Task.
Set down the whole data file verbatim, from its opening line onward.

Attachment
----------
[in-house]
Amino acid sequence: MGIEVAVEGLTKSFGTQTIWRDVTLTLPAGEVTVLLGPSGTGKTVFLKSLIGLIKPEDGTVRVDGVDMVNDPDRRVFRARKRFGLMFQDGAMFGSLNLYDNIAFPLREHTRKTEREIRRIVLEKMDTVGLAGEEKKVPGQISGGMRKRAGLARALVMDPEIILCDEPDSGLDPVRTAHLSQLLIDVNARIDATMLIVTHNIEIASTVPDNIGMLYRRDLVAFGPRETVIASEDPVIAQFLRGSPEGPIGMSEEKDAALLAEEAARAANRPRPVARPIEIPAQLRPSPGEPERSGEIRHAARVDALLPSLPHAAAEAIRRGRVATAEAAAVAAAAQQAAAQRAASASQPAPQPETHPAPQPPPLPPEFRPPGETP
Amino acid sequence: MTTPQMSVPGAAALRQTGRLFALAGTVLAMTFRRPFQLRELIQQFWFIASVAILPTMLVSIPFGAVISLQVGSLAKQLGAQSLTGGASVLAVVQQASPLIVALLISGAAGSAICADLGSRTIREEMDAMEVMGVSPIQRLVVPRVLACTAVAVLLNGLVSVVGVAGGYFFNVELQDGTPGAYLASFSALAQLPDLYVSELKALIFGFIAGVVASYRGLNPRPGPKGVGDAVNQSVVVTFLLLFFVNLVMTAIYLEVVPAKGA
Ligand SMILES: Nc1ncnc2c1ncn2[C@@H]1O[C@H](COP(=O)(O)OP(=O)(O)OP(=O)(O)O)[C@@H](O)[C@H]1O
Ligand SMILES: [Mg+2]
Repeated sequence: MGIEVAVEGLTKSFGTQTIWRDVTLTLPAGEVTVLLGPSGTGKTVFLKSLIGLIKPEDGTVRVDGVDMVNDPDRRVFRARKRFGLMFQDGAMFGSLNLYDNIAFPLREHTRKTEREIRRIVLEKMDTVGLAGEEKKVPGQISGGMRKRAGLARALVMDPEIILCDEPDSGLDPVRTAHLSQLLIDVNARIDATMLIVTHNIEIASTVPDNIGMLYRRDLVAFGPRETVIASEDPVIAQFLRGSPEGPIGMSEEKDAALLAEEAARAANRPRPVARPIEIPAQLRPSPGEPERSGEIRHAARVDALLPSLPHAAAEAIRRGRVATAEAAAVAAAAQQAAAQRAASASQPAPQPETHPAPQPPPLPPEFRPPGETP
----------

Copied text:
[in-house]
Amino acid sequence: MGIEVAVEGLTKSFGTQTIWRDVTLTLPAGEVTVLLGPSGTGKTVFLKSLIGLIKPEDGTVRVDGVDMVNDPDRRVFRARKRFGLMFQDGAMFGSLNLYDNIAFPLREHTRKTEREIRRIVLEKMDTVGLAGEEKKVPGQISGGMRKRAGLARALVMDPEIILCDEPDSGLDPVRTAHLSQLLIDVNARIDATMLIVTHNIEIASTVPDNIGMLYRRDLVAFGPRETVIASEDPVIAQFLRGSPEGPIGMSEEKDAALLAEEAARAANRPRPVARPIEIPAQLRPSPGEPERSGEIRHAARVDALLPSLPHAAAEAIRRGRVATAEAAAVAAAAQQAAAQRAASASQPAPQPETHPAPQPPPLPPEFRPPGETP
Amino acid sequence: MTTPQMSVPGAAALRQTGRLFALAGTVLAMTFRRPFQLRELIQQFWFIASVAILPTMLVSIPFGAVISLQVGSLAKQLGAQSLTGGASVLAVVQQASPLIVALLISGAAGSAICADLGSRTIREEMDAMEVMGVSPIQRLVVPRVLACTAVAVLLNGLVSVVGVAGGYFFNVELQDGTPGAYLASFSALAQLPDLYVSELKALIFGFIAGVVASYRGLNPRPGPKGVGDAVNQSVVVTFLLLFFVNLVMTAIYLEVVPAKGA
Ligand SMILES: Nc1ncnc2c1ncn2[C@@H]1O[C@H](COP(=O)(O)OP(=O)(O)OP(=O)(O)O)[C@@H](O)[C@H]1O
Ligand SMILES: [Mg+2]
Repeated sequence: MGIEVAVEGLTKSFGTQTIWRDVTLTLPAGEVTVLLGPSGTGKTVFLKSLIGLIKPEDGTVRVDGVDMVNDPDRRVFRARKRFGLMFQDGAMFGSLNLYDNIAFPLREHTRKTEREIRRIVLEKMDTVGLAGEEKKVPGQISGGMRKRAGLARALVMDPEIILCDEPDSGLDPVRTAHLSQLLIDVNARIDATMLIVTHNIEIASTVPDNIGMLYRRDLVAFGPRETVIASEDPVIAQFLRGSPEGPIGMSEEKDAALLAEEAARAANRPRPVARPIEIPAQLRPSPGEPERSGEIRHAARVDALLPSLPHAAAEAIRRGRVATAEAAAVAAAAQQAAAQRAASASQPAPQPETHPAPQPPPLPPEFRPPGETP